Future projects include reconstruction of the barn to house curatorial, display and visitor services. Preserving the exterior brick and frame walls will include painting the original simulated Flemish bond pattern on the south wall as well as the original simulated brick that covers the wood siding on the frame wing.
The Hillary House is of contextual significance in being the residence and place of practice of four prominent Aurora physicians, each of whom made a significant professional and social contribution to his community. The Aurora Historical Society continues to restore the building, ensuring its continued existence in a neighborhood that is slowly changing from its original roots. Situated on the west side of Yonge Street, north of the early business district, the residence evokes the prosperity of late nineteenth century Aurora.
15372 Yonge Street
|Legal Description:||Plan 246, PtLt 12|
|Owners:||Aurora Historical Society|
|Assessment Roll No:||1946 000 010 06200 0000|
|Date of Construction:||1862|
|Style of Architecture:||Picturesque Gothic Revival|
|Type of Structure:||Residential|
|Number of Storeys:||2|
|Exterior Wall Material:||Brick|
|Special Features:||One of the best examples of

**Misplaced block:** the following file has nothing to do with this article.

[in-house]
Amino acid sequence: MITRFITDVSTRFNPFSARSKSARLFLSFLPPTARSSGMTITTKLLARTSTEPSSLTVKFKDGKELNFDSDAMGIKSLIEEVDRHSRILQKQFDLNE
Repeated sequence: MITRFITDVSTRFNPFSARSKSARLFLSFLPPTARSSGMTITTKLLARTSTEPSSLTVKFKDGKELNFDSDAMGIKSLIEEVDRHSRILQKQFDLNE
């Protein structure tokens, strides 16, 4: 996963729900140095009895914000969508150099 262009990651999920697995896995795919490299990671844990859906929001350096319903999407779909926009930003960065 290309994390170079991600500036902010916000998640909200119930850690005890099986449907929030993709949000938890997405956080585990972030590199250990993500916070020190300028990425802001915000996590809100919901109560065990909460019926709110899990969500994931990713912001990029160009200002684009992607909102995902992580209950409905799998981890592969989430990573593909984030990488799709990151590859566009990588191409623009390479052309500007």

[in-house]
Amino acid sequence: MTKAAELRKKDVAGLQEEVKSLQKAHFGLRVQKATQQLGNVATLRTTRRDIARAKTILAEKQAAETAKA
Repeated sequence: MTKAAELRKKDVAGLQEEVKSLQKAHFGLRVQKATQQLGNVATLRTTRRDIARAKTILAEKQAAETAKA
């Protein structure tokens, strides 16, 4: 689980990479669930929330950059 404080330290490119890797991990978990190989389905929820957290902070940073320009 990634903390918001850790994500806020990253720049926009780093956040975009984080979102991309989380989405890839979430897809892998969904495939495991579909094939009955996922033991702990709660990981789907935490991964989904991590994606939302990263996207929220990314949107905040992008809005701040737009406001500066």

Picturesque Gothic Revival in Ontario,
with ornamental bargeboard and the
repeated use of the pointed Gothic Arch
in the verandah, gable window and
first floor window traceries
(1) Byers, Mary, Jan Kennedy, Margaret McBurney, The Junior League of Toronto. Rural Roots: Pre-Confederation Buildings of the York Region of Ontario. Toronto: University of Toronto Press, 1976.
(2) McIntyre, W. John. The Manor: Essay in Gothic Revival. Aurora and District Historical Society, 1975.
(3) Wills, Michael. The Doctors of 72 Yonge Street North. Aurora and District Historical Society, 1975.
(4) Family History Files (Hillary), Aurora Museum
(5) LACAC Files, Town of Aurora and The Aurora Museum
(6) Saga of the Hillarys, Family History File (Hillary) Aurora Museum
(7) Transcriptions of Gravestone Inscriptions - Aurora Cemetery, The Ontario Genealogical Society, Aurora Museum- Hillary
(8) Index to Marriages and Deaths: an Index to Marriage and Death Notices in the Aurora Banner, 1864-1969, The Aurora Museum, 1994. - Hillary
(9) "WW! Surgeon's daughter named honorary Queen's York Ranger," Era Banner, February 17, 1989, P. 2
(10) Current Assessment Roll
(11) Biography Section, North York - Now and Then Section. directed by J. M. Walton, Aurora Banner, March 17, 1939 "Dr. Hillary's Life Recalled" (Robt M. Hillary)
(12) Aurora Banner article, September 2, 1869
(13) Toronto, Old and New, The Mail Printing Co., 1891
(14)The Restoration of Hillary House and Its Development as a Museum: a report for the Aurora and District Historical Society, The Ontario Heritage Foundation and Parks Canada, February 1982.
(15) Research Notes on Aurora 1790's - 1852, Aurora Museum
(16) Centennial Homes, an essay, Aurora and District Historical Society, 1967
(17) Hillary House and the Koffler Museum of Medicine: Planning for the Future, Aurora and District Historical Society, 1995
Updated 20/09/04 - BBD